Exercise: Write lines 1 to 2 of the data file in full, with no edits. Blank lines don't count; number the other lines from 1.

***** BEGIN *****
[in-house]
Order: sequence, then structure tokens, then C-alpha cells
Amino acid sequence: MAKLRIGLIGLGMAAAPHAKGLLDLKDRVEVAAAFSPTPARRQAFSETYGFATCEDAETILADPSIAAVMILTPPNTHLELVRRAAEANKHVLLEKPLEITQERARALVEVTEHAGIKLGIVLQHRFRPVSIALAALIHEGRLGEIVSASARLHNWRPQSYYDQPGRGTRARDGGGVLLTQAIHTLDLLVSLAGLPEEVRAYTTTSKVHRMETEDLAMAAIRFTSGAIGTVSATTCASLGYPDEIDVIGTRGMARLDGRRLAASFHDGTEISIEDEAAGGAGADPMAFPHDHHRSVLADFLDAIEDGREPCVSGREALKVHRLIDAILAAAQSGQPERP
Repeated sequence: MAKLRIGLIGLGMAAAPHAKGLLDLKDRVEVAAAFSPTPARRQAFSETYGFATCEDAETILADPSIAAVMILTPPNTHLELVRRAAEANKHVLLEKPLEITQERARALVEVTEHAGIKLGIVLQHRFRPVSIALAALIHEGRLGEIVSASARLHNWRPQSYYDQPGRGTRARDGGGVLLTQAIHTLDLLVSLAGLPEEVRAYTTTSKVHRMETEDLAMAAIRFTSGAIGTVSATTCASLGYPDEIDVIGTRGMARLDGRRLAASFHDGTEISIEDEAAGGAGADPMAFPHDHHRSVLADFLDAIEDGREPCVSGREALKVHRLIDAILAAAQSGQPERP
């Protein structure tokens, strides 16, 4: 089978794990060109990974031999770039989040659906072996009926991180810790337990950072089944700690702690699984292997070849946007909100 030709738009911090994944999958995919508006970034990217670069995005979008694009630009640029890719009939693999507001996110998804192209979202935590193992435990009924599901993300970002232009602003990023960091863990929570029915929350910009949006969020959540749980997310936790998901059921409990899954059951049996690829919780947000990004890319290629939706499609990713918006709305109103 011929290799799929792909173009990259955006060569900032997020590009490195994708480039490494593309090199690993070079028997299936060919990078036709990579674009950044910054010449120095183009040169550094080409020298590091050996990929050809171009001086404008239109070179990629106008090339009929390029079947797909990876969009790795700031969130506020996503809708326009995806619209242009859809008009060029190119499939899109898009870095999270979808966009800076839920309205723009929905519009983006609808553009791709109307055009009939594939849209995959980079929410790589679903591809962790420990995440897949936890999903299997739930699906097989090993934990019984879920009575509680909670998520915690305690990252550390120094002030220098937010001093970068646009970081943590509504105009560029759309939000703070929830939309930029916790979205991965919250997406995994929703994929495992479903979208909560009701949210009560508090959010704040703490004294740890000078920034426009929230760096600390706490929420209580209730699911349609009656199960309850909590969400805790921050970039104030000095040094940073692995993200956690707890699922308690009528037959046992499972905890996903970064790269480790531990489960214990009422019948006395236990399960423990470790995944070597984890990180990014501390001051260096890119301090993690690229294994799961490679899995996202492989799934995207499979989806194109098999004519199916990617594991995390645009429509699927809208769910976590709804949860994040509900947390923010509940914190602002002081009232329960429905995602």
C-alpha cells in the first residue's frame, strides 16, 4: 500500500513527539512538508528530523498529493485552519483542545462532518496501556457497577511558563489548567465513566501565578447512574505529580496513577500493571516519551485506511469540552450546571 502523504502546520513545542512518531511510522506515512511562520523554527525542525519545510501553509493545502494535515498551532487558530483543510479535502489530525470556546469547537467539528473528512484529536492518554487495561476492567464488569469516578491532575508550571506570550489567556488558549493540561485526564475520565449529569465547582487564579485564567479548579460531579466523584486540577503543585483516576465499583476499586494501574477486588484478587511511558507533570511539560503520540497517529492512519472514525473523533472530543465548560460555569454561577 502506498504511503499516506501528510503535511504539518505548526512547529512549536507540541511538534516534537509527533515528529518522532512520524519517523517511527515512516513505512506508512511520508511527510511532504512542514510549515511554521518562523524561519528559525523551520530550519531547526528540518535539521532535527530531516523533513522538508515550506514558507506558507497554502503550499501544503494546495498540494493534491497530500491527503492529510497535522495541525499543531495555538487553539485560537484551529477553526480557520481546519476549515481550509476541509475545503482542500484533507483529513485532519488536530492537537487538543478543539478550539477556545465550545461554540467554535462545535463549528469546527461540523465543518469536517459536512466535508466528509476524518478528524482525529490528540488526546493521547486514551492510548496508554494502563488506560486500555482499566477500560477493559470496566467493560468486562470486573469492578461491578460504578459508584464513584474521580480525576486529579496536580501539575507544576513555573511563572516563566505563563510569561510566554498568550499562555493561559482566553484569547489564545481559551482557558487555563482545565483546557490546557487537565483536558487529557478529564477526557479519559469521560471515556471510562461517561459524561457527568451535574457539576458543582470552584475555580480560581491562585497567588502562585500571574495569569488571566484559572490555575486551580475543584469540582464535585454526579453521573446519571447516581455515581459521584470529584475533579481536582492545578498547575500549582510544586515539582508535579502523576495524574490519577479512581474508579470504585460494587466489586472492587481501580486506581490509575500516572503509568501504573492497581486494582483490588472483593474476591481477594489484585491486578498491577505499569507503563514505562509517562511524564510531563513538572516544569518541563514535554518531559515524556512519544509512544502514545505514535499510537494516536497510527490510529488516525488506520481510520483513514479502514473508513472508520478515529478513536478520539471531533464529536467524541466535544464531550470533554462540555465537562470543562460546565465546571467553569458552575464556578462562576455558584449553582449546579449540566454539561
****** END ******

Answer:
[in-house]
Order: sequence, then structure tokens, then C-alpha cells